At 16, there was no way I was clever enough to notice this. At 26, I did, but tried to pretend that was not what I was reading. There was no way that I was reading that one of my favorite literary characters was not actually a strong moral compass, but merely a man who had a strong sense of right and wrong, but was still deeply flawed when it came to racial equality. I had set my watchman in Atticus Finch, and there was no way that he was anything less than the strong moral compass I saw him as when I first encountered the book more than ten years ago. This is where Go Set a Watchman comes into play.

This book is also written from Scout’s point-of-view, but this time she is a 26-year-old living in New York. She has returned home to Alabama to visit her father. That is about the extent of what happens. While home, Scout gets in a fight with Atticus and is forced to shake off her naivete and see the world for what it really is, and her father is not the God-like idol that she has built him up to be. The title comes from Isaiah 21:6: “For thus hath the Lord said unto me, Go, set a watchman, let him declare what he seeth.” It alludes to Jean Louise Finch’s view of her father, Atticus Finch, as the moral compass (“watchman”) of Maycomb, and has a theme of disillusionment, as she realizes her bigotry.

The problem with this book is the dialogue is awful, the story is often boring, and Scout is such a snotty 20 something that you cannot wait for her to get her comeuppance. The fight she has with Atticus is actually resolved way too easily, and it in the end, Scout decides that she cannot beat the crowd, and she won’t join them, so she ops to just sit on the sidelines and pretend what they are doing is a-okay. Chance Lee wrote a very insightful piece on the books. While I found myself agreeing with a lot of what he said, there was one particular passage that really stood out for me:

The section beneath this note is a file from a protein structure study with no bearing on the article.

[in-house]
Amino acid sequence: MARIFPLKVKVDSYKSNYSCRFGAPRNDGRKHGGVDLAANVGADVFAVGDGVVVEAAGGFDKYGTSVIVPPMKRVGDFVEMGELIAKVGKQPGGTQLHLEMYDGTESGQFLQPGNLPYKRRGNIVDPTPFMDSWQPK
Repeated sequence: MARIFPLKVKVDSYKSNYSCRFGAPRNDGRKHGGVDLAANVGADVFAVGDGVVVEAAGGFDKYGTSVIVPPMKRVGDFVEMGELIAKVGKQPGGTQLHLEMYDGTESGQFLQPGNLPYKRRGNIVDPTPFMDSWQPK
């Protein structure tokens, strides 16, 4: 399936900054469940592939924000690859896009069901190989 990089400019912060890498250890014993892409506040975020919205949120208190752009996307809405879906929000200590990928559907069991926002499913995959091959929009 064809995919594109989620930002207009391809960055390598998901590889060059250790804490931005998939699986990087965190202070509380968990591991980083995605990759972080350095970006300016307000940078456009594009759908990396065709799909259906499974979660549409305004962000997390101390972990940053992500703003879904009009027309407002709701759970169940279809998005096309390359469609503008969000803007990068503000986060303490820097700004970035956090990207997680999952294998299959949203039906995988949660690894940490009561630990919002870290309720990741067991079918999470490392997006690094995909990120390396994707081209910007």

The only interesting part of this book is the climax: the actual argument between Jean Louise and Atticus. However, the denouement ruins any impact this climactic battle may have had. In it, Jean Louise is slapped so violently by her uncle that her mouth bleeds. She learns that, as a young woman, she should respect the beliefs of elder white men. To not compromise with those who refuse to compromise, Jean Louise is a bigot. Her racist father, her racist aunt, are not bigots because they are right: whites are superior to Negroes.

This is a frustrating argument that still exists today, when religious fanatics who believe that their personal beliefs trump the human rights of others beg “tolerance.” Your hate is not to be tolerated. If any benefit comes from this book, it is to show us that we, as a society, have not evolved as much as we should have in the last fifty years.

The entire article can be found here: and is well worth the read.

I guess this is why I had trouble liking the story. One of the greatest literary characters of all time turned out to be a phony, and much the way Scout realizes her naivete, I now see that sometimes great men (real or literary) are not really all that great, and it is best to be your own watchman because at the end of the day, the only person who can really steer you down the right path is you.

The Scamp in Limbo

  1. (in some Christian beliefs) the supposed abode of the souls of unbaptized infants, and of the just who died before Christ’s coming.
  2. an uncertain period of awaiting a decision or resolution; an intermediate state or condition.

I’m Kimbo in limbo.

I have 27 days left in the United States. I no longer have a car, have sold almost all of my old books, and the books from the program from CSUF, and have sold the dishes that I have owned since I was 19. The goal this weekend is to try and sell my desk, some fantastic pots and pans, and a very impressive Tupperware collection. This is just the start of my strange time in limbo. Friends I have had since I was 14 are suddenly strangers, and I have failed to keep up correspondence with my friends overseas. People all around me are making plans, and very few of them remember that I am moving away.

My plans in Scotland have been a bit derailed as well because of a mix-up with dates, so I have to rent a room before I can make it to my place. This means that I will not have my stuff shipped right away, so I have to make due with what I pack for Spain, and that means I have to pack more than I thought I would.